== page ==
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ND students plan Nigerian trip

Laura Vilim | Wednesday, October 1, 2003

Several students from Notre Dame will travel to Nigeria this year as part of the “Call to Solidarity with Africa” conference approved by the United States Conference of Catholic Bishops in November 2001.

The trip to Nigeria by Notre Dame students, a program unique to this university, is a major step toward Theology professor Father Paulinus Odozor and assistant professor Father Paul Kollman’s goal of keeping the continent of Africa and its successes and failures in constant view.

“[One goal for the conference] is that we would grow in our awareness of Africa and learn ways that the educational mission of [Notre Dame] might include Africa more directly, and that African peoples and issues might serve our mission, too,” said Kollman.

In order to be eligible to participate in the Nigerian conference, applicants were required to write an essay detailing what they believe is most important aspect of solidarity with Africa as well as what they will contribute individually to the conference. In addition, each student must have two recommendations.

Shawtina Ferguson, a junior who is pursing a major in American Studies and a minor in African-American studies, is one of the Notre Dame students who has been chosen to participate. She is thrilled about the prospect of traveling to Africa after having studied the continent and its people in depth for the past two years.

“The more I learn, the more I want to know about Africa, the world, and more specifically my heritage,” Ferguson said. “I am certain that this conference is going to be simply fascinating.”

Once the students arrive in Nigeria, they will participate in a conference that will introduce them to the African nation’s people, culture, and government. Some of the students from Notre Dame will be selected to give a presentation to those at the conference as well. While this structured portion of the conference will certainly be educational for Nigerians and Americans alike, Odozor said he believes the students will gain the most by simply meeting Africans and being met by Africans.

“The program is devoted to United States and Nigerian young people” Odozor said.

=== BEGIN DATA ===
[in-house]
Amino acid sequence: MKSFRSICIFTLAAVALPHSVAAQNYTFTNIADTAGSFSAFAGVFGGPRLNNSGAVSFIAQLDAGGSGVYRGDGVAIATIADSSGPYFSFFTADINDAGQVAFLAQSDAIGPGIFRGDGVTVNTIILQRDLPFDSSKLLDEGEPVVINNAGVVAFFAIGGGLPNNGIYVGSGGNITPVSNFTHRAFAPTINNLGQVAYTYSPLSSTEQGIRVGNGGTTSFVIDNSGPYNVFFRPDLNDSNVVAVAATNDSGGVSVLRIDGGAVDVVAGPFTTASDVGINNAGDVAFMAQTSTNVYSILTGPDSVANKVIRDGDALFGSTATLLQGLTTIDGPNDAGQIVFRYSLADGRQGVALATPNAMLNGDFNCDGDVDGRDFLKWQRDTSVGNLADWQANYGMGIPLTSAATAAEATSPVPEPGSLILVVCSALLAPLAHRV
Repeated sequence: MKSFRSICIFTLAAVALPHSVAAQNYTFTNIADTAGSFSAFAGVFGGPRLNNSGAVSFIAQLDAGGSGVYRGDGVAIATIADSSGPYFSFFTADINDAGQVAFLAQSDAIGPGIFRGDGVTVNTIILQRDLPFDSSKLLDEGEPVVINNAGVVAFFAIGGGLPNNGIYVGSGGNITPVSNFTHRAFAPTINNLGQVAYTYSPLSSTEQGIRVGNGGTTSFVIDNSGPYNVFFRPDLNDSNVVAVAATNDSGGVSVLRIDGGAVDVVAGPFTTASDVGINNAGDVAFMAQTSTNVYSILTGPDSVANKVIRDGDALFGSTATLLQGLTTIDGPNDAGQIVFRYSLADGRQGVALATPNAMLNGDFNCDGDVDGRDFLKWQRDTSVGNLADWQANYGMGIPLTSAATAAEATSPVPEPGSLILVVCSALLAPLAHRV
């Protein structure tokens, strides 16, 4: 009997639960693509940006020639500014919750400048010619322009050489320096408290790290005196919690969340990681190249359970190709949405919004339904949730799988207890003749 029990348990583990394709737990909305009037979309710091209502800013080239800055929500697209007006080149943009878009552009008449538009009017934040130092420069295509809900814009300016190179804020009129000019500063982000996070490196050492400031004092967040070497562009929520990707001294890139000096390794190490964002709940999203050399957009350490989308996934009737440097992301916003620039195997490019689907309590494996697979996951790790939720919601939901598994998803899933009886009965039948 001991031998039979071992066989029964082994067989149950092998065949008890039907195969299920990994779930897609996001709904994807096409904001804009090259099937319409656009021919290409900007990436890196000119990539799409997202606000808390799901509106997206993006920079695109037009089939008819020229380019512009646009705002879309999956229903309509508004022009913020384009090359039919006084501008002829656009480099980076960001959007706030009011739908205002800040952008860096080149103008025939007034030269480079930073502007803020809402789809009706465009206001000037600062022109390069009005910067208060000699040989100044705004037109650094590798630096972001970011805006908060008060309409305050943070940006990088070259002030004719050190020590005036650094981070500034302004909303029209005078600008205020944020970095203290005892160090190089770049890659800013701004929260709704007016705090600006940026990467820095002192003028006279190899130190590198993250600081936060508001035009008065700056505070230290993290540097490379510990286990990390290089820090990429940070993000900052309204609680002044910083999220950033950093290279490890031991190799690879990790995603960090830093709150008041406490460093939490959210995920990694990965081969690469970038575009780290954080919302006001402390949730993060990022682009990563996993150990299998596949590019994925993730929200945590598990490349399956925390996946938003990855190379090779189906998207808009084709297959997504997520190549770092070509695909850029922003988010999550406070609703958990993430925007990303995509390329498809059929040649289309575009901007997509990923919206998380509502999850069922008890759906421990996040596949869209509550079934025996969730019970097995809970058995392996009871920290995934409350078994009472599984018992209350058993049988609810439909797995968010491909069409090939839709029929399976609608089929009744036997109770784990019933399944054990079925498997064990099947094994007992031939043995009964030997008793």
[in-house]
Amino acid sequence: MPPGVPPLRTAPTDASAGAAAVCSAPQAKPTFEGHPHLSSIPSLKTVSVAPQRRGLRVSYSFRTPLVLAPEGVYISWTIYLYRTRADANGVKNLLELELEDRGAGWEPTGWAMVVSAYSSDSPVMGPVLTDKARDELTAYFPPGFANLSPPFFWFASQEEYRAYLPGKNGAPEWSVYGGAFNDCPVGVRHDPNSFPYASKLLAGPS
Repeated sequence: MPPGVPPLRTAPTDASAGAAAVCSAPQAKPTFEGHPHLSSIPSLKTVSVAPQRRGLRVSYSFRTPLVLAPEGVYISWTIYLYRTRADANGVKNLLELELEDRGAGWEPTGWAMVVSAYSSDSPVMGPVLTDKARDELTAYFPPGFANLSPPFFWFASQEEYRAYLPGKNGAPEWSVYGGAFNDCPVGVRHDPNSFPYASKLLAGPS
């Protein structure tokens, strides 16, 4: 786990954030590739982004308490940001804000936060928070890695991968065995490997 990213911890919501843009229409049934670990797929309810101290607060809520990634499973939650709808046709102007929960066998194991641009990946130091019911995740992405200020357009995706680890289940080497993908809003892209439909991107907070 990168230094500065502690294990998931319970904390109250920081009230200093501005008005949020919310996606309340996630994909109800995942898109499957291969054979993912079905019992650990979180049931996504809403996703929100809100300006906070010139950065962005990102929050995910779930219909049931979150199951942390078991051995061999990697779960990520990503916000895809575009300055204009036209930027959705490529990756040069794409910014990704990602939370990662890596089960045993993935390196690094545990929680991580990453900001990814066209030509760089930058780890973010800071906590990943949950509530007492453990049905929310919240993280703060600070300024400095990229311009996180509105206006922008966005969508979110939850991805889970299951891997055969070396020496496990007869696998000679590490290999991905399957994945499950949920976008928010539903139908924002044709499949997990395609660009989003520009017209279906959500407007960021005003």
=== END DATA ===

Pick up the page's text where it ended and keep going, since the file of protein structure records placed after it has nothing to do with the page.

As a result, students from both sides of the Atlantic will have the unique chance to interact with each other as well as listen to speeches given by adults. It is this ability to interact with Nigerians that excites Ferguson.

“I am most looking forward to embracing the Nigerian culture, meeting other students and learning about different perspectives on issues of solidarity with Africa,” Ferguson said.

The country of Nigeria was chosen out of the 54 African countries to host the conference in part because one out of every five Africans is a Nigerian. Thus, while there are significant regional differences from country to country, Nigeria represents more of the African population than any other country.

Nigeria’s central location within the continent also makes it a prime candidate, since little of the United States’ attention has been focused on that region.

Odozor and Kollman, however, said that they know that forming ties with Nigeria is only one step in the process of understanding the people and governments of Africa.

“By bringing a large group of Notre Dame staff, students, and faculty to Nigeria for a church-related conference, we hope to deepen our understanding and commitment to Africa in general,” Kollman said. “This is a step in what we whole is a deeper relationship.”

When the Notre Dame students return to campus, Odozor hopes they will have the opportunity to share their experiences with the Notre Dame community at large as a means of getting the student body “involved and engaged” in the events on the African continent. As of now, there are no specific plans for the returning students to discuss their experiences. Odozor says this task will be left up to the students to decide.

“I am a great believer in the creativity of young people. I have no fears about that,” Odozor said.

When asked about future plans to continue the relationship Notre Dame and Nigeria have forged, Odozor said that he has high hopes of being able to continue fostering relationships between young Americans and Nigerians.

“Our next great project is to find ways to keep these issues alive and make them bear fruit,” Odozor said.